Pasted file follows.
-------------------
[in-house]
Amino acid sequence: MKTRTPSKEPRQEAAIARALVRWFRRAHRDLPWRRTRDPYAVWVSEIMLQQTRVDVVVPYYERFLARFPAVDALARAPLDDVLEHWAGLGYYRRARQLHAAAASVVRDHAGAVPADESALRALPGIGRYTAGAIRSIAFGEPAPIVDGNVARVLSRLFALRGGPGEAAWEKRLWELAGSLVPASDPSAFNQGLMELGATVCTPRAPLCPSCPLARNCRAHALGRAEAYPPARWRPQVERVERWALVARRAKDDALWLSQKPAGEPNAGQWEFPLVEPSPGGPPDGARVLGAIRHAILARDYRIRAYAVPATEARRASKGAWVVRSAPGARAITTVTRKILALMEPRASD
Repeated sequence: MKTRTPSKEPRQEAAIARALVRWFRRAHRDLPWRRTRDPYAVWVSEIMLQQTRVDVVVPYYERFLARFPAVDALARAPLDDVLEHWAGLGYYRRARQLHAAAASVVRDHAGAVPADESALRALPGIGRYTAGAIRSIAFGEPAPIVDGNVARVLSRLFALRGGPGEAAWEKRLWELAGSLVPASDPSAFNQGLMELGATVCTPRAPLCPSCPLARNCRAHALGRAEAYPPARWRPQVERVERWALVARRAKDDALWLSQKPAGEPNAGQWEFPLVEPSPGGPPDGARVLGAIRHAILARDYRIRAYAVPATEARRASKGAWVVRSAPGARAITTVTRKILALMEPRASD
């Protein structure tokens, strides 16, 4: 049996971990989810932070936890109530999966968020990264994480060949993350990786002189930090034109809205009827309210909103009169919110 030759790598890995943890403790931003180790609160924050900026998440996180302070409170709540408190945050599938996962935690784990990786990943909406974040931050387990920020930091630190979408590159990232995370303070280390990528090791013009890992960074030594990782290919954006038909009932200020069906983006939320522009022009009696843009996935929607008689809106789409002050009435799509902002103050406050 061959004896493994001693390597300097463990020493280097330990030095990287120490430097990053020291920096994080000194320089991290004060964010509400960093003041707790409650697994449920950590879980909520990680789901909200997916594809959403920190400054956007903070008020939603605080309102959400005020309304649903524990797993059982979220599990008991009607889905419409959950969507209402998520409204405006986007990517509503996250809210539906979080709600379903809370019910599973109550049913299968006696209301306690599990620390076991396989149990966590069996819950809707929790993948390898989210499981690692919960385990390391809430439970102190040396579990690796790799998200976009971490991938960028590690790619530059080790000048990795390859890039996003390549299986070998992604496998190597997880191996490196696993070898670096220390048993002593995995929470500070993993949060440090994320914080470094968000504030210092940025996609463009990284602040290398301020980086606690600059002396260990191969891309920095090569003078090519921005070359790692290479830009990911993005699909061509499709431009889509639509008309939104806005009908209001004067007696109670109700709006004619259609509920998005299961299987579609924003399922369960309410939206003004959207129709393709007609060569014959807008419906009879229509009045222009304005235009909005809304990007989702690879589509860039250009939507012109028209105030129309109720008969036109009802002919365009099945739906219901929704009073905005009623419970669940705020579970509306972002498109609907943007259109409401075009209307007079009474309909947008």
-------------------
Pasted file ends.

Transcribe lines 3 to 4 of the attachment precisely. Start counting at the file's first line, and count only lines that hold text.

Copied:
Repeated sequence: MKTRTPSKEPRQEAAIARALVRWFRRAHRDLPWRRTRDPYAVWVSEIMLQQTRVDVVVPYYERFLARFPAVDALARAPLDDVLEHWAGLGYYRRARQLHAAAASVVRDHAGAVPADESALRALPGIGRYTAGAIRSIAFGEPAPIVDGNVARVLSRLFALRGGPGEAAWEKRLWELAGSLVPASDPSAFNQGLMELGATVCTPRAPLCPSCPLARNCRAHALGRAEAYPPARWRPQVERVERWALVARRAKDDALWLSQKPAGEPNAGQWEFPLVEPSPGGPPDGARVLGAIRHAILARDYRIRAYAVPATEARRASKGAWVVRSAPGARAITTVTRKILALMEPRASD
């Protein structure tokens, strides 16, 4: 049996971990989810932070936890109530999966968020990264994480060949993350990786002189930090034109809205009827309210909103009169919110 030759790598890995943890403790931003180790609160924050900026998440996180302070409170709540408190945050599938996962935690784990990786990943909406974040931050387990920020930091630190979408590159990232995370303070280390990528090791013009890992960074030594990782290919954006038909009932200020069906983006939320522009022009009696843009996935929607008689809106789409002050009435799509902002103050406050 061959004896493994001693390597300097463990020493280097330990030095990287120490430097990053020291920096994080000194320089991290004060964010509400960093003041707790409650697994449920950590879980909520990680789901909200997916594809959403920190400054956007903070008020939603605080309102959400005020309304649903524990797993059982979220599990008991009607889905419409959950969507209402998520409204405006986007990517509503996250809210539906979080709600379903809370019910599973109550049913299968006696209301306690599990620390076991396989149990966590069996819950809707929790993948390898989210499981690692919960385990390391809430439970102190040396579990690796790799998200976009971490991938960028590690790619530059080790000048990795390859890039996003390549299986070998992604496998190597997880191996490196696993070898670096220390048993002593995995929470500070993993949060440090994320914080470094968000504030210092940025996609463009990284602040290398301020980086606690600059002396260990191969891309920095090569003078090519921005070359790692290479830009990911993005699909061509499709431009889509639509008309939104806005009908209001004067007696109670109700709006004619259609509920998005299961299987579609924003399922369960309410939206003004959207129709393709007609060569014959807008419906009879229509009045222009304005235009909005809304990007989702690879589509860039250009939507012109028209105030129309109720008969036109009802002919365009099945739906219901929704009073905005009623419970669940705020579970509306972002498109609907943007259109409401075009209307007079009474309909947008």